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The Courageous and Cowardly,
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This review is from: Joseph Anton (Hardcover)Joseph Anton is a gargantuan memoir that reads like a novel. There are goodies and baddies, and the final prize is the most coveted one of all: freedom of speech. But this structure of extremes isn't the only novelistic flourish. Curiously, it is narrated in the third person, a distancing technique employed to give a little objectivity to the account, a way of having it function as a historical and unbiased document. But it doesn't work, and it's not long before Salman Rushdie's boiling anger explodes at the fatwa's pernicious aftermath. And why shouldn't it?
The book's early pages quickly retrace the years leading up to Ayatollah Khomeini's fatwa of 14 February 1989. It is a vibrant account, and one that documents his colourful journey from India to England, Rugby School to Cambridge University, ad work to literary fame. Brutally candid, Rushdie admits his past infidelities and lapses into arrogance, his atheism and Enlightenment values. He investigates his post-fatwa motivations and wavering thoughts with an exemplary ruthlessness, the low point being his ill-conceived affirmation of Islamic faith. This, he insists, may have been his easily avoidable nadir, but it was also the catalyst that brought about his intellectual rebirth.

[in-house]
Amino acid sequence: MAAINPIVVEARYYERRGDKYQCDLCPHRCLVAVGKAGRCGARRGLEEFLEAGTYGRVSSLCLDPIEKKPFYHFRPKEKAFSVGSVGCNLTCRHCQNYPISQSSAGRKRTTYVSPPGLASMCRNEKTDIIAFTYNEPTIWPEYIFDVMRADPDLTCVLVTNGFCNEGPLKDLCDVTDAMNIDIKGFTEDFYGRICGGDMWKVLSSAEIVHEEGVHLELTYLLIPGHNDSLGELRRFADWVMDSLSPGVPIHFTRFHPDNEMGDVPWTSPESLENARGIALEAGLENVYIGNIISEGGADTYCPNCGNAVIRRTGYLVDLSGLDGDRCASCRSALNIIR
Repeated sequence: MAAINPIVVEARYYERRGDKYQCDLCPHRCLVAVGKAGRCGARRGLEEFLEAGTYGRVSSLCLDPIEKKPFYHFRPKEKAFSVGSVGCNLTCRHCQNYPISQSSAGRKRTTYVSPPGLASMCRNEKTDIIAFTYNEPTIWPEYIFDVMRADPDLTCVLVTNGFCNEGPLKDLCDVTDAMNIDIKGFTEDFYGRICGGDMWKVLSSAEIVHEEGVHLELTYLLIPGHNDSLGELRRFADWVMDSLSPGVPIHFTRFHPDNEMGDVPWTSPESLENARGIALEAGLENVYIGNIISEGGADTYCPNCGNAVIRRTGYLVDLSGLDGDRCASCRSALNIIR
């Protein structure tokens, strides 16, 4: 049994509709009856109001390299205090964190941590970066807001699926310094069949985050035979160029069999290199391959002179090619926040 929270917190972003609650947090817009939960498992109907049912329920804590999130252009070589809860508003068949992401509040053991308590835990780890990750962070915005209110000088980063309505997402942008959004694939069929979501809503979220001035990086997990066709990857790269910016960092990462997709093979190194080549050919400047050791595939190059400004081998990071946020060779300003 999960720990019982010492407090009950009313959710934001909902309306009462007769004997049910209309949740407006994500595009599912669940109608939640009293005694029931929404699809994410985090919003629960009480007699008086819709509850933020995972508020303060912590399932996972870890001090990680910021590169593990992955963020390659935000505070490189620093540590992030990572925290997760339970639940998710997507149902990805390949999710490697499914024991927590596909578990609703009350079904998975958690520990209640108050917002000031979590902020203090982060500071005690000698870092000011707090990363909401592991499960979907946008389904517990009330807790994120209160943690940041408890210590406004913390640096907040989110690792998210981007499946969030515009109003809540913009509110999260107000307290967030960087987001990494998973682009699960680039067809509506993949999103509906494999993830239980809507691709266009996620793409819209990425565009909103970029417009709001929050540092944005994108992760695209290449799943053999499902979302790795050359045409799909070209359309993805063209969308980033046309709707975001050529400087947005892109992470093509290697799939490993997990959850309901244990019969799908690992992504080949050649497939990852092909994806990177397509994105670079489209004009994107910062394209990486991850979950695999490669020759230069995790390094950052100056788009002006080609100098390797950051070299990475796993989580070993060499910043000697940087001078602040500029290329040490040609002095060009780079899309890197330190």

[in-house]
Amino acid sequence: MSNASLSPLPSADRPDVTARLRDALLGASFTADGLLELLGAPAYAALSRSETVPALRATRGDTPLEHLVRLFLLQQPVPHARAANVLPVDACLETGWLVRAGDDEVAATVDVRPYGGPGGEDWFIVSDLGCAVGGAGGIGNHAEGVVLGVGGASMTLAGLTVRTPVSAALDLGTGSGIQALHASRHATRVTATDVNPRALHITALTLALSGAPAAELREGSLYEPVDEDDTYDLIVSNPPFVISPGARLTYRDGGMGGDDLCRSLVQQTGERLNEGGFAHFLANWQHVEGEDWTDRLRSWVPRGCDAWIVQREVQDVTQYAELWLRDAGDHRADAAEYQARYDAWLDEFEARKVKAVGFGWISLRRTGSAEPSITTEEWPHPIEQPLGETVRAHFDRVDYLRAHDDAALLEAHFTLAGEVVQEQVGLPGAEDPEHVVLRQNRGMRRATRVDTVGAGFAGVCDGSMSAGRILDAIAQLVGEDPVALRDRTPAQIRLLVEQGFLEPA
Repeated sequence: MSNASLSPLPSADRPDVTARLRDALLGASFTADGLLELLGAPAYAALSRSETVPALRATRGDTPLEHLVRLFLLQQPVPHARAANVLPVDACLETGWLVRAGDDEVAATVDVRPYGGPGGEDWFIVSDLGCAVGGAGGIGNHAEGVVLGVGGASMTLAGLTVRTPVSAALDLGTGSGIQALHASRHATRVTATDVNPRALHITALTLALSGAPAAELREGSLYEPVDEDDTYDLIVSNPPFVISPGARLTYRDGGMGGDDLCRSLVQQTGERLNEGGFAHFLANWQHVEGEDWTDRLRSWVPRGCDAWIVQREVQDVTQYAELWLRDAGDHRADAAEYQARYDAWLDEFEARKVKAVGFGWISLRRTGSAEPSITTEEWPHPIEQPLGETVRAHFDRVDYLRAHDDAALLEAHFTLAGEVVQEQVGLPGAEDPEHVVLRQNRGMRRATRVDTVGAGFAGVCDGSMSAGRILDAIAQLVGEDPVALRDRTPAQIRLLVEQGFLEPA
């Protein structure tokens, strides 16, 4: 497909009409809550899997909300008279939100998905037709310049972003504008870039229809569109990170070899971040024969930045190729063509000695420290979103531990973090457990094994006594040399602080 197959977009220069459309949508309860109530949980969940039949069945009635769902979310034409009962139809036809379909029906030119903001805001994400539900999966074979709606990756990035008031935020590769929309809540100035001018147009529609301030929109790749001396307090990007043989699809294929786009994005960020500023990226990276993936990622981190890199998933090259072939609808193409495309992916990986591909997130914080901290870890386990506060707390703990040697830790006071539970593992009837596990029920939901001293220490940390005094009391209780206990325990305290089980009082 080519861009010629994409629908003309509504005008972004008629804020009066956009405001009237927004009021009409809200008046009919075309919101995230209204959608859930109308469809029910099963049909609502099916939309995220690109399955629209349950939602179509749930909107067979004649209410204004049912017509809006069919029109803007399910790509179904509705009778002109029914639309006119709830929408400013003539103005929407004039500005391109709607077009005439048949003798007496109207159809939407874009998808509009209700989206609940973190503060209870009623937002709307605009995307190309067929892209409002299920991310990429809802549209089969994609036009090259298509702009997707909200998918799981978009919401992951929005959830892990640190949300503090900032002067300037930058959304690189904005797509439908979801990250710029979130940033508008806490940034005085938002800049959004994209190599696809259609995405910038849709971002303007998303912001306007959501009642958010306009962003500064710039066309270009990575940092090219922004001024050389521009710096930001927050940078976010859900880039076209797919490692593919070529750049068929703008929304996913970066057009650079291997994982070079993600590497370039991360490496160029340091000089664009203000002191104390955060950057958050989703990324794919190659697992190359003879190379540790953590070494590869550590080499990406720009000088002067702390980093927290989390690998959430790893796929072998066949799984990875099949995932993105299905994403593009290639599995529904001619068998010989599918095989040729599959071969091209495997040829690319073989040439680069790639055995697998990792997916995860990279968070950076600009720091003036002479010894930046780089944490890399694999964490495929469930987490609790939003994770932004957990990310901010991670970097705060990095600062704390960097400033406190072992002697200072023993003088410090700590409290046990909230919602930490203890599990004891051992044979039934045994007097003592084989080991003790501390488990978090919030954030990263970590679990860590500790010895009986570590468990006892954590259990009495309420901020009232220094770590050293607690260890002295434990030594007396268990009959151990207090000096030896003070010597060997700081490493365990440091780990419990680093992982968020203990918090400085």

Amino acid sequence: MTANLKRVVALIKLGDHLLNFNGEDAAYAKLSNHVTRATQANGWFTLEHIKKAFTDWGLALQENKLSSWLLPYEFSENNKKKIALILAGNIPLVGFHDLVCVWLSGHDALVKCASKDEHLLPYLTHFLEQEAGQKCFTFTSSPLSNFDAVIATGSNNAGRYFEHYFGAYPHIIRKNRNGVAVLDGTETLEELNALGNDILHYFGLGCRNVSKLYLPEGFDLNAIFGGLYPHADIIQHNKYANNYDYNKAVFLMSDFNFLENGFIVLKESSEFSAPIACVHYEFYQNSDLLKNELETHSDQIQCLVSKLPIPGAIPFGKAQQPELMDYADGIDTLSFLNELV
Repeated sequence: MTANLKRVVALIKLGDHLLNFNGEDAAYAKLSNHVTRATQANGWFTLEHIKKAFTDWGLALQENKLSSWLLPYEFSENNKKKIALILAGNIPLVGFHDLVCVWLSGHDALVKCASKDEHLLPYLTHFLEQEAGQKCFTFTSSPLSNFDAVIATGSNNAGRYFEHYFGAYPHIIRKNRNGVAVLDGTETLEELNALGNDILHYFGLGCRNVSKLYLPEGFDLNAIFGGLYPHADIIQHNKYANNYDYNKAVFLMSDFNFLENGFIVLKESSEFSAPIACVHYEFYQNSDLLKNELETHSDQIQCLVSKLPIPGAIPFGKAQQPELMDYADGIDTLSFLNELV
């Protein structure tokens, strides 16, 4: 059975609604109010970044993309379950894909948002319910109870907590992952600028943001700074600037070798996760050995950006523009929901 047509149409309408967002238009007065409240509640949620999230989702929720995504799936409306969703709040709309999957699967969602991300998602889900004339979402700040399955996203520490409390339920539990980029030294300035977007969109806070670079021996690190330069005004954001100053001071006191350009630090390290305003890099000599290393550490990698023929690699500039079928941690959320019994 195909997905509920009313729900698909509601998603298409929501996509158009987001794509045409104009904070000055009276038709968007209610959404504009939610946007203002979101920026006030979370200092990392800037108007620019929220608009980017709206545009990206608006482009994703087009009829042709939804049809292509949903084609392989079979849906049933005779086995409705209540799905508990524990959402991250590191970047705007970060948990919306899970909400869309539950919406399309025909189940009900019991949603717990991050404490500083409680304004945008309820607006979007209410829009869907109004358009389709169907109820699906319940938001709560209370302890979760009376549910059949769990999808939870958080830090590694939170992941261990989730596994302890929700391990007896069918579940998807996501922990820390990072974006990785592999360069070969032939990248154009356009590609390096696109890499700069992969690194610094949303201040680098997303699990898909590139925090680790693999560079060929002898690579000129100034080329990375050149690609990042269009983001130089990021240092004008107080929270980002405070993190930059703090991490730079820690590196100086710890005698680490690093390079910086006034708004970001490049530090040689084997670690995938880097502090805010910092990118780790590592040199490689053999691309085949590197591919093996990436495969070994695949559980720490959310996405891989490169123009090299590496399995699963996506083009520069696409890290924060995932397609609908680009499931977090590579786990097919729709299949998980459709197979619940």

During this time he still managed to write and undergo love's confusing fluctuations. The gestations of his novels during the fatwa years make for intriguing reading, his admittance to being emotionally and intellectually stumped revealing a fallible side to his perfect poise. His public persona and assured voice may have seemed undimmed, but this was due to a torturous rebuilding of the self. But what of love during these years? Well, who knows what Marianne Wiggins, Rushdie's second wife, will make of her portrayal in this book? She is painted as a mendacious hypochondriac who compromised Rushdie's safety and even, it is insinuated, faked cancer. Lady Macbeth seems a friendlier acquaintance to have. Is Rushdie being fair? We have only his word.
Overall, though, Joseph Anton is an engrossing book, necessary and brave, and one that should never have to be written again. Always compelling, it is a journey throughout the world of the famous and fatuous, the courageous and cowardly. It will attract trouble, there's no doubt about that, but that seems to be the cost attached to honesty nowadays. And Rushdie, if anyone, has paid the price for that.
[For those buying the hardback edition, be sure to check for the 'Erratum' slip placed between pages 616-7, as it carries a paragraph missing from page 617. But if your edition has a paragraph beginning 'They did break up...' after the third line then you have the correct printing and don't need to worry.]